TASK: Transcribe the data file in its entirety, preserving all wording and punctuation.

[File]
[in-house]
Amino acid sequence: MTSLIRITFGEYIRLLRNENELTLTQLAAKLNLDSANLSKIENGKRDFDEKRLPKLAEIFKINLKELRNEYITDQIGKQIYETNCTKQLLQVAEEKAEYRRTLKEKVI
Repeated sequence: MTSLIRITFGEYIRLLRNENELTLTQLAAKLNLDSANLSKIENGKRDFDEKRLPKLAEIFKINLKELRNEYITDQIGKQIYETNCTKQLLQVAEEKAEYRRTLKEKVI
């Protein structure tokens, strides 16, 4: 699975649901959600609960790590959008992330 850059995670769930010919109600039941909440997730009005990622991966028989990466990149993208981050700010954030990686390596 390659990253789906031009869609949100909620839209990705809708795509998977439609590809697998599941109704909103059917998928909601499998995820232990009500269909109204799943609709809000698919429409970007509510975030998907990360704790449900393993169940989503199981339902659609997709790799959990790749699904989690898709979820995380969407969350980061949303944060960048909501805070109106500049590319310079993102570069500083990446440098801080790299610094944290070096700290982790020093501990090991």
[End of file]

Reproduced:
[in-house]
Amino acid sequence: MTSLIRITFGEYIRLLRNENELTLTQLAAKLNLDSANLSKIENGKRDFDEKRLPKLAEIFKINLKELRNEYITDQIGKQIYETNCTKQLLQVAEEKAEYRRTLKEKVI
Repeated sequence: MTSLIRITFGEYIRLLRNENELTLTQLAAKLNLDSANLSKIENGKRDFDEKRLPKLAEIFKINLKELRNEYITDQIGKQIYETNCTKQLLQVAEEKAEYRRTLKEKVI
């Protein structure tokens, strides 16, 4: 699975649901959600609960790590959008992330 850059995670769930010919109600039941909440997730009005990622991966028989990466990149993208981050700010954030990686390596 390659990253789906031009869609949100909620839209990705809708795509998977439609590809697998599941109704909103059917998928909601499998995820232990009500269909109204799943609709809000698919429409970007509510975030998907990360704790449900393993169940989503199981339902659609997709790799959990790749699904989690898709979820995380969407969350980061949303944060960048909501805070109106500049590319310079993102570069500083990446440098801080790299610094944290070096700290982790020093501990090991």